What few of those commentators who never set foot in Court Number One at Preston question is whether Thompson and Venables had a fair trial - fair to them and fair to those anxious to understand what happened.
Yes, they did it all right. Forensic evidence matched Thompson's shoe to a wound on the baby's head, and blood on Venables's shoe to James's blood. There was no miscarriage of justice; but perhaps the carriage of justice had a wheel or two missing.
The first chorus of post-trial comment repeated a line about right and wrong, and two boys who didn't know the difference, perhaps because the churches no longer taught it. The fulcrum of the prosecution case, however, was that they did know the difference. Had they not, the jury would have acquitted them. For purposes of conviction, English law demands in its juvenile killers an ethical awareness that adult murderers are not required to possess.
It was meant to be a liberal, humane safeguard, this presumption (doli incapax) that a child is incapable of doing wrong. It belongs to a time when not all children enjoyed compulsory full-time education (let alone the opportunity to truant), when children could be sent to the scaffold. An advisory committee recommended to the Home Office before Thompson and Venables were born that it be scrapped. It was not, and Richard Henriques QC, for the prosecution, had to convince the Preston jurors that these two 10-year-olds knew, on 12 February, the difference between right and wrong.
It seemed irrelevant to the proceedings. Of course children in the late 20th century know the difference. But in a society where there is no adult consensus about 'the' difference between right and wrong, only that there is 'a' difference, the presumption on which the trial hinged was a clumsy means of discovering what degree, what measurable intensity of malice Thompson and Venables bore.
This antiquated, uncalibrated moral yardstick also denied Thompson and Venables rights that an adult defendant would have enjoyed. Evidence about the character and behavioural propensity of the defendants was admissible. Jurors heard about shoplifting; they would not have, had two adults been in the dock.
On day nine of the trial, they heard the psychiatrists. Robert Thompson, on the advice of his lawyers, did not see the Home Office forensic psychiatrist. But shortly before the trial he was interviewed by Dr Eileen Vizard. Her evidence was called by the prosecution; she was asked whether he knew in February the difference between right and wrong, whether it was wrong to abduct a child, injure a child, and abandon an injured child. She did not know.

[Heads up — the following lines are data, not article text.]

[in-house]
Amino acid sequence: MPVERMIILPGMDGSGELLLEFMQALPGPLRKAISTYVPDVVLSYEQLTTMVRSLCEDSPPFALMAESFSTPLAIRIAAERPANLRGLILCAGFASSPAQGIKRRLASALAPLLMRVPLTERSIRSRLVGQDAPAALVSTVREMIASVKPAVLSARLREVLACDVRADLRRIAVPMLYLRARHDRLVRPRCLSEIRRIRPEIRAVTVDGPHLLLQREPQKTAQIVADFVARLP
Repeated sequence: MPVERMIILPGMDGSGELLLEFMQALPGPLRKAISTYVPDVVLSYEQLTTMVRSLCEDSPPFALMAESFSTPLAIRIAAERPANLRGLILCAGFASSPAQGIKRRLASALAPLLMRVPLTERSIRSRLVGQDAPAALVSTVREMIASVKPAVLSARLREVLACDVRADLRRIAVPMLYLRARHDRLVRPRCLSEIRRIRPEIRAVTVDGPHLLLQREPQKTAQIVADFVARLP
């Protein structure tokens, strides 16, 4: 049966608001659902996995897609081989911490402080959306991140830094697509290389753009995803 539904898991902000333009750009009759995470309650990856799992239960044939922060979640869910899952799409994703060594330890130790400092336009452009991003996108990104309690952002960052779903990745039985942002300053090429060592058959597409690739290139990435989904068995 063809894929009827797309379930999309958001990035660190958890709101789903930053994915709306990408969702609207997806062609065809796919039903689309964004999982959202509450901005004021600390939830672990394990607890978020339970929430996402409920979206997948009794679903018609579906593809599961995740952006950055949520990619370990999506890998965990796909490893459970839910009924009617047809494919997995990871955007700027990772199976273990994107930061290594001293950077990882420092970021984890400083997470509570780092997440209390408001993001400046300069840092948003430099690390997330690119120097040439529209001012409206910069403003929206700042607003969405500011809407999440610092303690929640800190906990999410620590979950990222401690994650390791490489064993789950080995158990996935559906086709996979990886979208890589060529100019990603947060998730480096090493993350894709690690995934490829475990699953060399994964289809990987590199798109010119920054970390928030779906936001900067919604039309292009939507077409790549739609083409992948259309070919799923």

She said, on 'the balance of probabilities', Thompson knew the difference. 'If the issue is on the balance of probabilities, I think I can answer with certainty,' she said. The issue in criminal cases is not on a balance of probabilities. It is, or should be, beyond reasonable doubt.
Dr Susan Bailey, the Home Office forensic psychiatrist, saw Jon Venables on several occasions. She said unequivocally that he knew the difference. She also said that he was incapable of talking in any meaningful way about his participation in the death of James - even to her. Dr Vizard said Thompson had suffered from post-traumatic stress disorder since the killing.
Here, in the formal theatricality of an adult trial, stood two children, at least one of whom could not properly instruct his lawyers, neither of whom could give evidence on his own behalf. Thompson's 'high level of anxiety' had been intensifed by the 'lack of skilled therapeutic help' he had endured since his arrest, Dr Vizard said. Both boys were unable to understand or participate in the proceedings. If they could not, how could anyone else?
The trial consisted of an account of events for about four hours after James was abducted, followed by a series of interviews with Thompson and Venables conducted even as the shutters came down on their recollection, as the nightmares confounded them and the vivid flashbacks ran. There was little presented to the court about why they did it, still less about when or where their minds turned to killing. It is an unsolved murder with two sound convictions.
Those convictions, and the fruitless search for explanation, were anticipated contemporaneously. The defence submitted to the trial judge a bundle of 243 press cuttings. While far from exhaustive, it amounted to flagrant abuse of the law, expressions of the defendants' guilt, their 'evil', their broken homes, drunken mothers, cruelty, bullying. There was, defence lawyers argued, no possibility that the boys could expect a fair trial. One month earlier, an Old Bailey judge had said that press coverage of the case of the Birmingham Six meant that three West Midlands police officers involved in the case could not get a fair trial. Counsel for Thompson and Venables recited extracts from coverage of the Bulger murder. The gamut of opinion, from the episcopacy to the the boys' neighbourhoods, had been canvassed and presented in prejudicial juxtaposition with news reports about the arrests of two 10-year-olds.
It had continued, with stories about the boys living in luxury during remand, sucking lollipops, seeming unconcerned about what they had done. Mr Justice Morland expressed some sympathy with the application for a stay in proceedings but allowed the trial to go ahead.
If a fair trial is one that convicts the guilty, then nobody who attended the trial could doubt that Thompson and Venables did it. But the judicial importance given to the boys' culpability, knowing the difference between right and wrong, clouded rather than clarified. If the purpose was to produce two alien specimens, stand them mute in a cage, and have their disembodied voices speak of magically terrible events, the trial achieved its purpose. As a vehicle for informing opinion, it fell far short of what was required.
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